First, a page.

Today’s case is Southeastern Land Fund, Inc. v. Real Estate World, Inc., 237 Ga. 227 (1976). This case doesn’t specifically deal with landlord-tenant issues, but is the apex case in Georgia jurisprudence regarding the distinction between provisions in a contract which provide for “liquidated damages” (enforceable) versus “penalties” (not enforceable). The relevant language from the opinion is simple enough and is quoted here:
In deciding whether a contract provision is enforceable as liquidated damages, the court makes a tripartite inquiry to determine if the following factors are present: ‘First, the injury caused by the breach must be difficult or impossible of accurate estimation; second, the parties must intend to provide for damages rather than for a penalty; and third, the sum stipulated must be a reasonable pre-estimate of the probable loss.’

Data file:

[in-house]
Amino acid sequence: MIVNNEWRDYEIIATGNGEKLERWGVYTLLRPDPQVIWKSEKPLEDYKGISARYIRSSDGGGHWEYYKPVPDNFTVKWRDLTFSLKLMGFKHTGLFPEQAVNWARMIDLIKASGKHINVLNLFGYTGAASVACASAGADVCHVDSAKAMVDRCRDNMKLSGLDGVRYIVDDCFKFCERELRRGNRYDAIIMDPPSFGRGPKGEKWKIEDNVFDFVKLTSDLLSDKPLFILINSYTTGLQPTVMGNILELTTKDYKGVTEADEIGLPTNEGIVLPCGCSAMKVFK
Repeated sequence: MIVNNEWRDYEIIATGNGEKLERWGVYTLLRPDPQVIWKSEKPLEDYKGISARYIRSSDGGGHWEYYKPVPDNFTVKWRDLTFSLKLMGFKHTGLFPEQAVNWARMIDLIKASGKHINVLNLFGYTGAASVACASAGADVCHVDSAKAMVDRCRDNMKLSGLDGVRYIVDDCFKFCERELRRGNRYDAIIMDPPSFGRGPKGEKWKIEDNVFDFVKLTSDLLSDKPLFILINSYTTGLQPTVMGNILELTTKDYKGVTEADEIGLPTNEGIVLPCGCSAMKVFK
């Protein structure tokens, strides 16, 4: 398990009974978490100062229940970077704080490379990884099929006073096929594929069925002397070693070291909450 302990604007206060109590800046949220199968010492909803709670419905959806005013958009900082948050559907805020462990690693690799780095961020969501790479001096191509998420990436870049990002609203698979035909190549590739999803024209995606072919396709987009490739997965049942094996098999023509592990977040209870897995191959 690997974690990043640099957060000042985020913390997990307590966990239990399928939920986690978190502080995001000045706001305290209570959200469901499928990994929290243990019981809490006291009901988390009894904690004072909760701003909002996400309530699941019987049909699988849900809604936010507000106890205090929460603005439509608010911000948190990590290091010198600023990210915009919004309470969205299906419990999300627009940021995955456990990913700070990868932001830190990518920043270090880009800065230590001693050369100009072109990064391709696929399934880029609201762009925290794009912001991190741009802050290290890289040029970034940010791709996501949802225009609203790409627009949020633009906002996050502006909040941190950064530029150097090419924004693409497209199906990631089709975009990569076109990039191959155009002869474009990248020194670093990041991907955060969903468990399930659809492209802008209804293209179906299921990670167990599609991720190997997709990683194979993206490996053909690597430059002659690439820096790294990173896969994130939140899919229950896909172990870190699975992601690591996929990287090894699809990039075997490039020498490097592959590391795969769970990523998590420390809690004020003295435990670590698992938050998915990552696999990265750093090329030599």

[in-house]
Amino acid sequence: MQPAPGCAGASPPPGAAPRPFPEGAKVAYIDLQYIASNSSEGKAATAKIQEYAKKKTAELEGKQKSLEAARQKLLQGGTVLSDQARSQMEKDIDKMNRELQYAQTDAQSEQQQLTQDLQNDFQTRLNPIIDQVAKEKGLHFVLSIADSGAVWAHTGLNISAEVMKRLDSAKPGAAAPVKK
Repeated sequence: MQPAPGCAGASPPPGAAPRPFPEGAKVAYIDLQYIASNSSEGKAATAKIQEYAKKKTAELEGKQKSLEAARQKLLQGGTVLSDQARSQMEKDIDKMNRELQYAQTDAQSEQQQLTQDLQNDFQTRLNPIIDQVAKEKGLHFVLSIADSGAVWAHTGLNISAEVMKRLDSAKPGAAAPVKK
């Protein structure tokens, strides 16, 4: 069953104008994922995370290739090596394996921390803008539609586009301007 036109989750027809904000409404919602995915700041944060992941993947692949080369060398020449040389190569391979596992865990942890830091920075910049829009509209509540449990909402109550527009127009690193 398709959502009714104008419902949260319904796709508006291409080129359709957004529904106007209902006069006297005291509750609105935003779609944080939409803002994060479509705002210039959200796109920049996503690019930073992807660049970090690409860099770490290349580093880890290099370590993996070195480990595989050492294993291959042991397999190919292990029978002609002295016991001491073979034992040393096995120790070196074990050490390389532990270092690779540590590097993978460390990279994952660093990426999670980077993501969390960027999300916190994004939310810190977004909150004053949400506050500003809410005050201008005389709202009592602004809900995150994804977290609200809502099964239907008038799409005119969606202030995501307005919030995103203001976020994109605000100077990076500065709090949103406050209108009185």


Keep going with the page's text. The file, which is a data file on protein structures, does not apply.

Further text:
Provisions in a lease which provide for “penalties” or “fees” instead of “additional rent” are suspect, in this author’s considered opinion. Words like “forfeit” are arguably charged and may lead to the court refusing to enforce certain provisions providing for fees to be charged to the tenant. Care should be taken to make it clear that any of these sorts of “fees” built into the lease can pass the Southeastern Land Fund test.